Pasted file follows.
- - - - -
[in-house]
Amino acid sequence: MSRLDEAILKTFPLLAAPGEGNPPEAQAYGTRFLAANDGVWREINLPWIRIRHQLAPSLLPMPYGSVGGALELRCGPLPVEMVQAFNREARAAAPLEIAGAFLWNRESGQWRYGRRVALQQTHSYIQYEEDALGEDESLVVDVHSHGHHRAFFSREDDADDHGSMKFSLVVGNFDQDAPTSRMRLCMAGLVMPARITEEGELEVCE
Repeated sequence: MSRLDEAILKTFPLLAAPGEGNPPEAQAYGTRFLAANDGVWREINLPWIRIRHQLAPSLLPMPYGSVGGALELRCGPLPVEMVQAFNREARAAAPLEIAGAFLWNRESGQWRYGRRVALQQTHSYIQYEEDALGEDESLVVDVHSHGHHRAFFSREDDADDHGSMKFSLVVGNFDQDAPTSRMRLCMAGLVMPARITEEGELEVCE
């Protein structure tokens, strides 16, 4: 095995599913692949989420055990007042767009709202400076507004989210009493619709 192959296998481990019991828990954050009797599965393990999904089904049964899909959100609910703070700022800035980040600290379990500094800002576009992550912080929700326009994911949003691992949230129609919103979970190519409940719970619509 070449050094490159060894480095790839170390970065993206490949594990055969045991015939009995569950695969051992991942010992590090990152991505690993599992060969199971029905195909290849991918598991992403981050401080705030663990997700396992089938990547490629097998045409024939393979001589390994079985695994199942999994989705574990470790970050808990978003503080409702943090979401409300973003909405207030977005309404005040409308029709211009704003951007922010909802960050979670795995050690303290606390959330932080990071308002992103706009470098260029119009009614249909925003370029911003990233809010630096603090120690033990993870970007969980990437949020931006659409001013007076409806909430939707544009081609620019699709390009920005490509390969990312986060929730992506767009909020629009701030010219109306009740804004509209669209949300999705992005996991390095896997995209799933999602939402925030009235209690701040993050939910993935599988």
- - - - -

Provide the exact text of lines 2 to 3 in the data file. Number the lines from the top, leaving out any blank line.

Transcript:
Amino acid sequence: MSRLDEAILKTFPLLAAPGEGNPPEAQAYGTRFLAANDGVWREINLPWIRIRHQLAPSLLPMPYGSVGGALELRCGPLPVEMVQAFNREARAAAPLEIAGAFLWNRESGQWRYGRRVALQQTHSYIQYEEDALGEDESLVVDVHSHGHHRAFFSREDDADDHGSMKFSLVVGNFDQDAPTSRMRLCMAGLVMPARITEEGELEVCE
Repeated sequence: MSRLDEAILKTFPLLAAPGEGNPPEAQAYGTRFLAANDGVWREINLPWIRIRHQLAPSLLPMPYGSVGGALELRCGPLPVEMVQAFNREARAAAPLEIAGAFLWNRESGQWRYGRRVALQQTHSYIQYEEDALGEDESLVVDVHSHGHHRAFFSREDDADDHGSMKFSLVVGNFDQDAPTSRMRLCMAGLVMPARITEEGELEVCE